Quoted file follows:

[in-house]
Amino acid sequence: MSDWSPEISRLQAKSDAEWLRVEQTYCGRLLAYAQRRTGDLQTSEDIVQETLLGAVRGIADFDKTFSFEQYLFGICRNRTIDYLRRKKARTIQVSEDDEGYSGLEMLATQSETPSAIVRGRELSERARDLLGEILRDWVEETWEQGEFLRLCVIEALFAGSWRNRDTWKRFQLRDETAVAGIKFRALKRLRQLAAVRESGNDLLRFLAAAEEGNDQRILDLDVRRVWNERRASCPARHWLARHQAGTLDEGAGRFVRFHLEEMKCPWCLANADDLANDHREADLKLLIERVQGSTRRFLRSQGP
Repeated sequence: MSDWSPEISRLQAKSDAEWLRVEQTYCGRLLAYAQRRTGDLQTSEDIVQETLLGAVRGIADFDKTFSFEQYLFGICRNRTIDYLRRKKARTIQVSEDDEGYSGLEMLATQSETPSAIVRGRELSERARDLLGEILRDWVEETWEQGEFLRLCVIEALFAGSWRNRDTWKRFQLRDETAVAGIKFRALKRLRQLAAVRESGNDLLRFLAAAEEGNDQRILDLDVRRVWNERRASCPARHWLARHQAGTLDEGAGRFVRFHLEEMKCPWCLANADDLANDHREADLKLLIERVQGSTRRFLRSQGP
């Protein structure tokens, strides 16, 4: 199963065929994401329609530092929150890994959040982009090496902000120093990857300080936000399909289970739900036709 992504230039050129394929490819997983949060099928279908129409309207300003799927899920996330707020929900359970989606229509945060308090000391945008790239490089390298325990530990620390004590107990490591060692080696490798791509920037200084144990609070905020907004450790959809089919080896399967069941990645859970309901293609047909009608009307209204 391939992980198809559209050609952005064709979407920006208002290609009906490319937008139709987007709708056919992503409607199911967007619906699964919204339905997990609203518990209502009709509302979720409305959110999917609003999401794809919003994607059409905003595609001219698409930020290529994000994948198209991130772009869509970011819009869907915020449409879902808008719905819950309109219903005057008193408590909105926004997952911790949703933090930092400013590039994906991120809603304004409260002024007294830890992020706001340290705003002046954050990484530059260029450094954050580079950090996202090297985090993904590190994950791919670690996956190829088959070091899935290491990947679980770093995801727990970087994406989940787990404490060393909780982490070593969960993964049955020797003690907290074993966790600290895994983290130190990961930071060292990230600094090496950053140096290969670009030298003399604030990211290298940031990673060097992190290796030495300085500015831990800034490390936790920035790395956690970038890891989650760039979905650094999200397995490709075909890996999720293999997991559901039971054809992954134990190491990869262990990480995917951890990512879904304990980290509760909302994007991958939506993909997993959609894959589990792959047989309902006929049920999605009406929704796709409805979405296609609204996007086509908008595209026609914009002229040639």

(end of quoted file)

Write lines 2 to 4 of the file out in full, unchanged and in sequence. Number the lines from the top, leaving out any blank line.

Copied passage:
Amino acid sequence: MSDWSPEISRLQAKSDAEWLRVEQTYCGRLLAYAQRRTGDLQTSEDIVQETLLGAVRGIADFDKTFSFEQYLFGICRNRTIDYLRRKKARTIQVSEDDEGYSGLEMLATQSETPSAIVRGRELSERARDLLGEILRDWVEETWEQGEFLRLCVIEALFAGSWRNRDTWKRFQLRDETAVAGIKFRALKRLRQLAAVRESGNDLLRFLAAAEEGNDQRILDLDVRRVWNERRASCPARHWLARHQAGTLDEGAGRFVRFHLEEMKCPWCLANADDLANDHREADLKLLIERVQGSTRRFLRSQGP
Repeated sequence: MSDWSPEISRLQAKSDAEWLRVEQTYCGRLLAYAQRRTGDLQTSEDIVQETLLGAVRGIADFDKTFSFEQYLFGICRNRTIDYLRRKKARTIQVSEDDEGYSGLEMLATQSETPSAIVRGRELSERARDLLGEILRDWVEETWEQGEFLRLCVIEALFAGSWRNRDTWKRFQLRDETAVAGIKFRALKRLRQLAAVRESGNDLLRFLAAAEEGNDQRILDLDVRRVWNERRASCPARHWLARHQAGTLDEGAGRFVRFHLEEMKCPWCLANADDLANDHREADLKLLIERVQGSTRRFLRSQGP
């Protein structure tokens, strides 16, 4: 199963065929994401329609530092929150890994959040982009090496902000120093990857300080936000399909289970739900036709 992504230039050129394929490819997983949060099928279908129409309207300003799927899920996330707020929900359970989606229509945060308090000391945008790239490089390298325990530990620390004590107990490591060692080696490798791509920037200084144990609070905020907004450790959809089919080896399967069941990645859970309901293609047909009608009307209204 391939992980198809559209050609952005064709979407920006208002290609009906490319937008139709987007709708056919992503409607199911967007619906699964919204339905997990609203518990209502009709509302979720409305959110999917609003999401794809919003994607059409905003595609001219698409930020290529994000994948198209991130772009869509970011819009869907915020449409879902808008719905819950309109219903005057008193408590909105926004997952911790949703933090930092400013590039994906991120809603304004409260002024007294830890992020706001340290705003002046954050990484530059260029450094954050580079950090996202090297985090993904590190994950791919670690996956190829088959070091899935290491990947679980770093995801727990970087994406989940787990404490060393909780982490070593969960993964049955020797003690907290074993966790600290895994983290130190990961930071060292990230600094090496950053140096290969670009030298003399604030990211290298940031990673060097992190290796030495300085500015831990800034490390936790920035790395956690970038890891989650760039979905650094999200397995490709075909890996999720293999997991559901039971054809992954134990190491990869262990990480995917951890990512879904304990980290509760909302994007991958939506993909997993959609894959589990792959047989309902006929049920999605009406929704796709409805979405296609609204996007086509908008595209026609914009002229040639």